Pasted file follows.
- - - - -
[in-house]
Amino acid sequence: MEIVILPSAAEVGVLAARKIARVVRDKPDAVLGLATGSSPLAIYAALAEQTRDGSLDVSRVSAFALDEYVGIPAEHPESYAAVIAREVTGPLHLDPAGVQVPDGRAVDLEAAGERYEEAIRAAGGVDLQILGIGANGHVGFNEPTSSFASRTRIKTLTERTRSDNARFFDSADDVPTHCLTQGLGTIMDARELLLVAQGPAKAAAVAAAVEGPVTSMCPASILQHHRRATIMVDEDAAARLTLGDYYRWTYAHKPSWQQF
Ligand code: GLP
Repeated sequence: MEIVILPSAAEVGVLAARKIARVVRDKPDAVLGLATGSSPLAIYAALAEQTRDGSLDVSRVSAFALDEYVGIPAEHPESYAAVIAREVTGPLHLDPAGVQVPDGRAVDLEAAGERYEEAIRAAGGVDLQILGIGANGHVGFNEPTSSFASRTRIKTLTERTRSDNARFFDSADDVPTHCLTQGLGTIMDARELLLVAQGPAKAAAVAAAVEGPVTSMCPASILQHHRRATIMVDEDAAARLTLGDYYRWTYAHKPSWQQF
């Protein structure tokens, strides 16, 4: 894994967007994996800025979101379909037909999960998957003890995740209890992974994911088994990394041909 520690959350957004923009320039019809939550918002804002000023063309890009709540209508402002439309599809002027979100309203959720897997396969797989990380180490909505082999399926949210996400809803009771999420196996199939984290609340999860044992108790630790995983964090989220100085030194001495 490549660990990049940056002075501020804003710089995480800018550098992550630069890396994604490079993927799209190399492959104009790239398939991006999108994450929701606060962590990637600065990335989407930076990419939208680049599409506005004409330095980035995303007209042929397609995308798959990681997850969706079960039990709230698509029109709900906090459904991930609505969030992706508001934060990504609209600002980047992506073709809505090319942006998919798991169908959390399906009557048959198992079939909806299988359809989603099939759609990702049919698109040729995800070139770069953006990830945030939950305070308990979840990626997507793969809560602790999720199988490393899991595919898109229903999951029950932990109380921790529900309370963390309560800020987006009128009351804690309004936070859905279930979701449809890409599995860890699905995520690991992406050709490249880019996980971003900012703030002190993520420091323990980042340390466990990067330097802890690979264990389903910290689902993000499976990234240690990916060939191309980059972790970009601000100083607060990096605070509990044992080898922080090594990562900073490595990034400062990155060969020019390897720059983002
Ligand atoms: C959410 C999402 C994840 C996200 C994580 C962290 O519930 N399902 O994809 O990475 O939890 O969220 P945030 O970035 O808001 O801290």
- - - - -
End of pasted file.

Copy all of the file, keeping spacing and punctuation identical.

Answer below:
[in-house]
Amino acid sequence: MEIVILPSAAEVGVLAARKIARVVRDKPDAVLGLATGSSPLAIYAALAEQTRDGSLDVSRVSAFALDEYVGIPAEHPESYAAVIAREVTGPLHLDPAGVQVPDGRAVDLEAAGERYEEAIRAAGGVDLQILGIGANGHVGFNEPTSSFASRTRIKTLTERTRSDNARFFDSADDVPTHCLTQGLGTIMDARELLLVAQGPAKAAAVAAAVEGPVTSMCPASILQHHRRATIMVDEDAAARLTLGDYYRWTYAHKPSWQQF
Ligand code: GLP
Repeated sequence: MEIVILPSAAEVGVLAARKIARVVRDKPDAVLGLATGSSPLAIYAALAEQTRDGSLDVSRVSAFALDEYVGIPAEHPESYAAVIAREVTGPLHLDPAGVQVPDGRAVDLEAAGERYEEAIRAAGGVDLQILGIGANGHVGFNEPTSSFASRTRIKTLTERTRSDNARFFDSADDVPTHCLTQGLGTIMDARELLLVAQGPAKAAAVAAAVEGPVTSMCPASILQHHRRATIMVDEDAAARLTLGDYYRWTYAHKPSWQQF
């Protein structure tokens, strides 16, 4: 894994967007994996800025979101379909037909999960998957003890995740209890992974994911088994990394041909 520690959350957004923009320039019809939550918002804002000023063309890009709540209508402002439309599809002027979100309203959720897997396969797989990380180490909505082999399926949210996400809803009771999420196996199939984290609340999860044992108790630790995983964090989220100085030194001495 490549660990990049940056002075501020804003710089995480800018550098992550630069890396994604490079993927799209190399492959104009790239398939991006999108994450929701606060962590990637600065990335989407930076990419939208680049599409506005004409330095980035995303007209042929397609995308798959990681997850969706079960039990709230698509029109709900906090459904991930609505969030992706508001934060990504609209600002980047992506073709809505090319942006998919798991169908959390399906009557048959198992079939909806299988359809989603099939759609990702049919698109040729995800070139770069953006990830945030939950305070308990979840990626997507793969809560602790999720199988490393899991595919898109229903999951029950932990109380921790529900309370963390309560800020987006009128009351804690309004936070859905279930979701449809890409599995860890699905995520690991992406050709490249880019996980971003900012703030002190993520420091323990980042340390466990990067330097802890690979264990389903910290689902993000499976990234240690990916060939191309980059972790970009601000100083607060990096605070509990044992080898922080090594990562900073490595990034400062990155060969020019390897720059983002
Ligand atoms: C959410 C999402 C994840 C996200 C994580 C962290 O519930 N399902 O994809 O990475 O939890 O969220 P945030 O970035 O808001 O801290």